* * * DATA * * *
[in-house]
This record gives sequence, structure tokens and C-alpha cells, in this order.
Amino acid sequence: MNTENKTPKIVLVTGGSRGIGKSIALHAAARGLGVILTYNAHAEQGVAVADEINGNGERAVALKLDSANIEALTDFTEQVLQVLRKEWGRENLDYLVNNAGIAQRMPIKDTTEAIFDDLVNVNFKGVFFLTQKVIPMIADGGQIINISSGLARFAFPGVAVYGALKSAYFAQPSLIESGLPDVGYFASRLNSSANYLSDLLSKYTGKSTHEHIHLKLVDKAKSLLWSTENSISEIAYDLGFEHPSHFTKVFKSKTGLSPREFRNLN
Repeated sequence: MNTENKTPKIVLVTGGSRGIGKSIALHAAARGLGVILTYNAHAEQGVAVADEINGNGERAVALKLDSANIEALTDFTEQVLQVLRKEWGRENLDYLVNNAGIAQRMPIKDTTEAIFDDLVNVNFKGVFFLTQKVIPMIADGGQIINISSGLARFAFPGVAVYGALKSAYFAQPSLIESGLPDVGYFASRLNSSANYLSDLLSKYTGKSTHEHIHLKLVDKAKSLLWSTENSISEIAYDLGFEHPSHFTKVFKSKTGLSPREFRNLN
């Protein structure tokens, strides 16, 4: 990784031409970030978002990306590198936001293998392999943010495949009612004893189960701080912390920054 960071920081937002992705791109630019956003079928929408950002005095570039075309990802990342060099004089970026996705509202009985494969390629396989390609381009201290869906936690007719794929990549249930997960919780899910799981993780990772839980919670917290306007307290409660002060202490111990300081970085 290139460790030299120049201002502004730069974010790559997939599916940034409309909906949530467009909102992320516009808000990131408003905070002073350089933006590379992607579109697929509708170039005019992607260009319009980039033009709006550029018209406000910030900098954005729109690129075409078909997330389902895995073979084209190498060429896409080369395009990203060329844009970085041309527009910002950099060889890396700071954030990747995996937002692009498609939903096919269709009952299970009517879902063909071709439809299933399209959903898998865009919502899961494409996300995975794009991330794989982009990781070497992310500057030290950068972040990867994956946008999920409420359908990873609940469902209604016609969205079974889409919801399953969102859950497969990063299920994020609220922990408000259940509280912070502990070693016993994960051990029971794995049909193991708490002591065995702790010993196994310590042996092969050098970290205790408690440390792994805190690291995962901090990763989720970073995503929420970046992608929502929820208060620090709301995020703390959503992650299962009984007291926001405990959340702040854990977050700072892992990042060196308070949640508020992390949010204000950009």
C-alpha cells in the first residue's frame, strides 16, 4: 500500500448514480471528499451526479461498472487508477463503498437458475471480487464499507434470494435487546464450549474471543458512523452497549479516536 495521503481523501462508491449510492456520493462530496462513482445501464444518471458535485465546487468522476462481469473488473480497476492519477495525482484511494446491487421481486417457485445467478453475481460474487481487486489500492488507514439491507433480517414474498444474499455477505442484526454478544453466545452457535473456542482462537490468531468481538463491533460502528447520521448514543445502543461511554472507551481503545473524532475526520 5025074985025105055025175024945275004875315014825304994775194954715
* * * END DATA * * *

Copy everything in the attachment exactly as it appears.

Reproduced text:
[in-house]
This record gives sequence, structure tokens and C-alpha cells, in this order.
Amino acid sequence: MNTENKTPKIVLVTGGSRGIGKSIALHAAARGLGVILTYNAHAEQGVAVADEINGNGERAVALKLDSANIEALTDFTEQVLQVLRKEWGRENLDYLVNNAGIAQRMPIKDTTEAIFDDLVNVNFKGVFFLTQKVIPMIADGGQIINISSGLARFAFPGVAVYGALKSAYFAQPSLIESGLPDVGYFASRLNSSANYLSDLLSKYTGKSTHEHIHLKLVDKAKSLLWSTENSISEIAYDLGFEHPSHFTKVFKSKTGLSPREFRNLN
Repeated sequence: MNTENKTPKIVLVTGGSRGIGKSIALHAAARGLGVILTYNAHAEQGVAVADEINGNGERAVALKLDSANIEALTDFTEQVLQVLRKEWGRENLDYLVNNAGIAQRMPIKDTTEAIFDDLVNVNFKGVFFLTQKVIPMIADGGQIINISSGLARFAFPGVAVYGALKSAYFAQPSLIESGLPDVGYFASRLNSSANYLSDLLSKYTGKSTHEHIHLKLVDKAKSLLWSTENSISEIAYDLGFEHPSHFTKVFKSKTGLSPREFRNLN
């Protein structure tokens, strides 16, 4: 990784031409970030978002990306590198936001293998392999943010495949009612004893189960701080912390920054 960071920081937002992705791109630019956003079928929408950002005095570039075309990802990342060099004089970026996705509202009985494969390629396989390609381009201290869906936690007719794929990549249930997960919780899910799981993780990772839980919670917290306007307290409660002060202490111990300081970085 290139460790030299120049201002502004730069974010790559997939599916940034409309909906949530467009909102992320516009808000990131408003905070002073350089933006590379992607579109697929509708170039005019992607260009319009980039033009709006550029018209406000910030900098954005729109690129075409078909997330389902895995073979084209190498060429896409080369395009990203060329844009970085041309527009910002950099060889890396700071954030990747995996937002692009498609939903096919269709009952299970009517879902063909071709439809299933399209959903898998865009919502899961494409996300995975794009991330794989982009990781070497992310500057030290950068972040990867994956946008999920409420359908990873609940469902209604016609969205079974889409919801399953969102859950497969990063299920994020609220922990408000259940509280912070502990070693016993994960051990029971794995049909193991708490002591065995702790010993196994310590042996092969050098970290205790408690440390792994805190690291995962901090990763989720970073995503929420970046992608929502929820208060620090709301995020703390959503992650299962009984007291926001405990959340702040854990977050700072892992990042060196308070949640508020992390949010204000950009």
C-alpha cells in the first residue's frame, strides 16, 4: 500500500448514480471528499451526479461498472487508477463503498437458475471480487464499507434470494435487546464450549474471543458512523452497549479516536 495521503481523501462508491449510492456520493462530496462513482445501464444518471458535485465546487468522476462481469473488473480497476492519477495525482484511494446491487421481486417457485445467478453475481460474487481487486489500492488507514439491507433480517414474498444474499455477505442484526454478544453466545452457535473456542482462537490468531468481538463491533460502528447520521448514543445502543461511554472507551481503545473524532475526520 5025074985025105055025175024945275004875315014825304994775194954715